The democratization literature has suggested the possibility of a dynamic interplay between democratization and civil conflict. In this thesis I argue that regime changes and civil conflict in many instances are so closely associated, that they should be studied in conjunction. I develop an analytical framework where economic inequality is seen as an important determinant for the speed and ease of democratization, and for the amount of civil conflict observed during its course. High inequality is hypothesized to both cause regime instability and violence.
Using a cross-sectional time-series dataset consisting of 164 countries observed between 1960-2010, I estimate a multinomial logit model of changes to countries' regime type and conflict level. Further, I use this model to simulate the long-run development of political regimes and civil conflict over a time-span of 40 years, taking the level of economic inequality into account. I extend a simulation routine developed in Hegre et al. (forthcoming), where civil conflict and the political systems in the world are endogenous, and evolve in accordance with the estimates of the multinomial logit model. The explanatory variables are assumed exogenous and kept at a constant level. Doing this, I am able to measure the overall effects of inequality on democratization and on conflict incidence, by capturing the reciprocal causality between the two events, as well as the impact from previous regime and conflict history.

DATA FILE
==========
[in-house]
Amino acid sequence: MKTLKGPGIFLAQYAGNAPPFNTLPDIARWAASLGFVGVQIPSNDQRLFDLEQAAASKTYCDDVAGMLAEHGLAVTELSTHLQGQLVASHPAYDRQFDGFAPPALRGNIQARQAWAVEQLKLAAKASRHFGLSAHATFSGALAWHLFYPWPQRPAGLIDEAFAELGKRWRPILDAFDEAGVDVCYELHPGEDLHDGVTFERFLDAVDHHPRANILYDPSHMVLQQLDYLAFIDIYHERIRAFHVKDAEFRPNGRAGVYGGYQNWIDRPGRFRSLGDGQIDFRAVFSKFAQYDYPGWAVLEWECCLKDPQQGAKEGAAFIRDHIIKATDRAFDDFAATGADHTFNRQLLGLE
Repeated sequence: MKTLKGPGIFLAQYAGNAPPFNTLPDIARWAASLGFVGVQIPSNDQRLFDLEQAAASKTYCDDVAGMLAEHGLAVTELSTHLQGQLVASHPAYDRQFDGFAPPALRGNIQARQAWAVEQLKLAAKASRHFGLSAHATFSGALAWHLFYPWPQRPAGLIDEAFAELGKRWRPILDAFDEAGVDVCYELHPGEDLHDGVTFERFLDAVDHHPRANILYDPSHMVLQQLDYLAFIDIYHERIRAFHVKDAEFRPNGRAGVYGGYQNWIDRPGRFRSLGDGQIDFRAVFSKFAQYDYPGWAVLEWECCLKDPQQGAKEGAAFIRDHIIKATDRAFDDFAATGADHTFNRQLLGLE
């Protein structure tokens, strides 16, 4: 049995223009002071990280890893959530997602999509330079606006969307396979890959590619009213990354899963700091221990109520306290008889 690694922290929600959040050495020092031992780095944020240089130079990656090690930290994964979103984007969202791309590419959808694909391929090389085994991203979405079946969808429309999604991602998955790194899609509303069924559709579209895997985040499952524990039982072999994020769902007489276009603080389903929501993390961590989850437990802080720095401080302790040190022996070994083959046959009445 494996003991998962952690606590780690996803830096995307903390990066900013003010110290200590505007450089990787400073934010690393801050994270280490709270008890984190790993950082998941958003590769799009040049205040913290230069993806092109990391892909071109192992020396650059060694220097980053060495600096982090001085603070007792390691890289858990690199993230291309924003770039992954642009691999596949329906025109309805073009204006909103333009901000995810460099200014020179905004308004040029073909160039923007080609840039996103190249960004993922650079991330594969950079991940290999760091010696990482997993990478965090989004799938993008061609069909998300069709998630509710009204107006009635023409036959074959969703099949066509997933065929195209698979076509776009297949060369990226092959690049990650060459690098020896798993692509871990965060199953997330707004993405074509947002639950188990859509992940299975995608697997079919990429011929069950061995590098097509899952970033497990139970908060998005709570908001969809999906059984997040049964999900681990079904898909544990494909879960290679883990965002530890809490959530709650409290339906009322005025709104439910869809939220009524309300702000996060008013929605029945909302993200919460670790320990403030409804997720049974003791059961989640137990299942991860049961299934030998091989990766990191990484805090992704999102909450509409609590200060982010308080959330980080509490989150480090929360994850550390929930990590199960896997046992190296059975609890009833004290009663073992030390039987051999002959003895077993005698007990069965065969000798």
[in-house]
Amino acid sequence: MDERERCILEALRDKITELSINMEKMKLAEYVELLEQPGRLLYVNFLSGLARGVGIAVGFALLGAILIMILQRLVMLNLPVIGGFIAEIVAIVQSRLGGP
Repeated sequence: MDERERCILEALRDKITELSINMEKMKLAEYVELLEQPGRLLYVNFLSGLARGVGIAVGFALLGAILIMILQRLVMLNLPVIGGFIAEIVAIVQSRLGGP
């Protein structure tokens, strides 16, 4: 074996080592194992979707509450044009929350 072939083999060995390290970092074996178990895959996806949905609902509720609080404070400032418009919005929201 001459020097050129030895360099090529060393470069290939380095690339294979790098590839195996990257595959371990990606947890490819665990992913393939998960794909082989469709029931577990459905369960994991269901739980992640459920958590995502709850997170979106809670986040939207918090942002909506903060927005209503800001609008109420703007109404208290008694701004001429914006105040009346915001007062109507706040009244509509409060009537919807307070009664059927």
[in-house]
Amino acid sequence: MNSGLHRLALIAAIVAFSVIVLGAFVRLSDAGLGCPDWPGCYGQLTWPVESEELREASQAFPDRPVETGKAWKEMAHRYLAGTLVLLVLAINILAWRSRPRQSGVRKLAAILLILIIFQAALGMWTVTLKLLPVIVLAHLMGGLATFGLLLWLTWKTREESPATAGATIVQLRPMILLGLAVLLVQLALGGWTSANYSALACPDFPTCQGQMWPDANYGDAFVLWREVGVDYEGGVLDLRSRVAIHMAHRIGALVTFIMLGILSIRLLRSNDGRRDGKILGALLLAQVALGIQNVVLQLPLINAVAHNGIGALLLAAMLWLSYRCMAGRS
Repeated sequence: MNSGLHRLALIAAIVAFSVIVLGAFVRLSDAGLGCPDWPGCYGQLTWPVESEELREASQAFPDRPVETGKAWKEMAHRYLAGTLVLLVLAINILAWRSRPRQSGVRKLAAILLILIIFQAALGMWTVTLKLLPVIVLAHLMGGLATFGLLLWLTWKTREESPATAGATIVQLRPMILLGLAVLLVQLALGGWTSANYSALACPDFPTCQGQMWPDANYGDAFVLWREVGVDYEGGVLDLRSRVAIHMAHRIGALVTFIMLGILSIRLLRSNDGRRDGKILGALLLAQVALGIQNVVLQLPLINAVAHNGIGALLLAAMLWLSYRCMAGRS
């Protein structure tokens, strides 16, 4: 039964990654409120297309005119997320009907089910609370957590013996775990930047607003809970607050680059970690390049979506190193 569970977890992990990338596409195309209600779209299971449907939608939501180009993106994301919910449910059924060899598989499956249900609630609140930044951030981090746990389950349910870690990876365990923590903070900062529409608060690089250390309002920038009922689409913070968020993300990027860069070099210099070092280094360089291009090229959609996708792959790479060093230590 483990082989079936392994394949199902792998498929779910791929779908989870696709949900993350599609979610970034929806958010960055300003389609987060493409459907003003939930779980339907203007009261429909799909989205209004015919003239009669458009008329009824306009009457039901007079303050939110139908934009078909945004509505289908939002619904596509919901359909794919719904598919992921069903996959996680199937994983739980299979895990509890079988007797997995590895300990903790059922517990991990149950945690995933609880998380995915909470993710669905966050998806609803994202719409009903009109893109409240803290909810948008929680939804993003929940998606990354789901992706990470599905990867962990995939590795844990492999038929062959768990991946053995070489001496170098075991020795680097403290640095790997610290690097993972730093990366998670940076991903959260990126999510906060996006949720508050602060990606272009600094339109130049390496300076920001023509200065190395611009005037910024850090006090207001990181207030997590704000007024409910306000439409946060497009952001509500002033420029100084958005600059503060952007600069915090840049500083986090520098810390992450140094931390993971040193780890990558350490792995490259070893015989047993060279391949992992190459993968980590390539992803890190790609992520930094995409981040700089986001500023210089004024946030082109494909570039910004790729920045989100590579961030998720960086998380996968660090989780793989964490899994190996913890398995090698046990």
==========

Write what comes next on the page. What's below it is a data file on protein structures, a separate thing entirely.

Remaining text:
The analysis provides support for the hypothesis that high economic inequality increases the amount of conflict in the long run, as well as the proportion of years with partially democratic institutions. High inequality seems to make complete democratization more difficult to achieve.